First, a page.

At North Carolina State University, the system’s largest campus by enrollment,  students and faculty members are pushing the school’s administration for as much flexibility as faculty at UNC-Chapel Hill. In an e-mail last week, representatives from the campus’s chapter of the American Association of University Professors urged university leaders to allow faculty to decide their mode of instruction during the current spike in infections.

That email, in full:

Chancellor Woodson and Provost Arden,

We understand the pandemic and recent COVID variants have created continued challenges, particularly as we begin to prepare for the start of the new semester. While we believe a delayed start would have been the best approach for handling the latest COVID surges, we now understand that it is unlikely we will change course a few days before classes begin. However, the NC State AAUP Chapter leadership and members want to make you aware of some troubling communications from our colleagues, and to make what we view as a reasonable  request.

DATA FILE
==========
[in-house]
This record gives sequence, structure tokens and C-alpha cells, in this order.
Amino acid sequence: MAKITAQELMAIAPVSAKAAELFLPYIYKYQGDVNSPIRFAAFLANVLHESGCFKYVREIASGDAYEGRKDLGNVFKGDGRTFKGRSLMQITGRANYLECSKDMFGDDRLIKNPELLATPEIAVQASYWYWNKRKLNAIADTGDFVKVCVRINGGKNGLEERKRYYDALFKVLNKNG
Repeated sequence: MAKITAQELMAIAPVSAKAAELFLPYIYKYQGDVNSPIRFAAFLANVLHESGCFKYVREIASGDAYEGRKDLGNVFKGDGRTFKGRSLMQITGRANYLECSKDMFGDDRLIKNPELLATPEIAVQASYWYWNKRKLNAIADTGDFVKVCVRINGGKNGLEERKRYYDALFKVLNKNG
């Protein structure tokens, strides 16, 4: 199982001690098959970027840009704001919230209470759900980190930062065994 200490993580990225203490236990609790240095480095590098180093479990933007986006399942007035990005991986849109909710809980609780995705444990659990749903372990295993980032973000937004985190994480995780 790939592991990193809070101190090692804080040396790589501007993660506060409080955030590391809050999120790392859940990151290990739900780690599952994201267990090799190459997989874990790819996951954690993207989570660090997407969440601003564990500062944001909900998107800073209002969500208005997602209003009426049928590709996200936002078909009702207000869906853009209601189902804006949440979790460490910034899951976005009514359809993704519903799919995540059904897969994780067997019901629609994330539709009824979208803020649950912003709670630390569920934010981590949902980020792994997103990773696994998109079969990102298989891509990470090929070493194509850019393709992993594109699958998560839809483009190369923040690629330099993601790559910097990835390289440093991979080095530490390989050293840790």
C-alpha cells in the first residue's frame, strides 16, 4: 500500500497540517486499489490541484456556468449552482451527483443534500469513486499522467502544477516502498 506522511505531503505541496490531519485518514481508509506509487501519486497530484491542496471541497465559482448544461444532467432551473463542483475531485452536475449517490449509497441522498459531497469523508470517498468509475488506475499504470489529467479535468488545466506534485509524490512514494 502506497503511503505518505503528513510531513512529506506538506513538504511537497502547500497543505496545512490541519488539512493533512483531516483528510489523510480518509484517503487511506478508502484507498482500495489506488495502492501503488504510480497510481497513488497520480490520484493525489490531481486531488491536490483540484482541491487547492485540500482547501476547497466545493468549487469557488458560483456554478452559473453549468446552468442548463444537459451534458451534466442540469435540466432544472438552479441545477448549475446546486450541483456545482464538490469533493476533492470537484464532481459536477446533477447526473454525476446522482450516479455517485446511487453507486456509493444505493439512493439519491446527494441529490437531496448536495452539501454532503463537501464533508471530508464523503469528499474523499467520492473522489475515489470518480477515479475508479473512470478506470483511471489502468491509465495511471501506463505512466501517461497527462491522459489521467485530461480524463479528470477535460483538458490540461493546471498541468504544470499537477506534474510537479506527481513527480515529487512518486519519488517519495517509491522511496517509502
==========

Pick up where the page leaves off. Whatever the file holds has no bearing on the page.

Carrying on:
Several faculty colleagues have expressed grave concerns about teaching in-person classes. They cite concerns about teaching to a full room of undergraduates and returning home to elderly parents, small children who are not able to get vaccinated, pregnant spouses, and immunocompromised family members.

Almost equally as troubling is the message these faculty members receive when they express these concerns to their department heads and/or deans. These leaders have told them there is a process to request a change in class delivery but also discouraged them from applying or told them not to apply at all. At the same time, department chairs told many of these faculty members there is no chance their request will be approved. Telling faculty members not to apply for change of delivery mode or telling them there is no chance of getting approved if they apply, in effect, makes the request process a complete farce.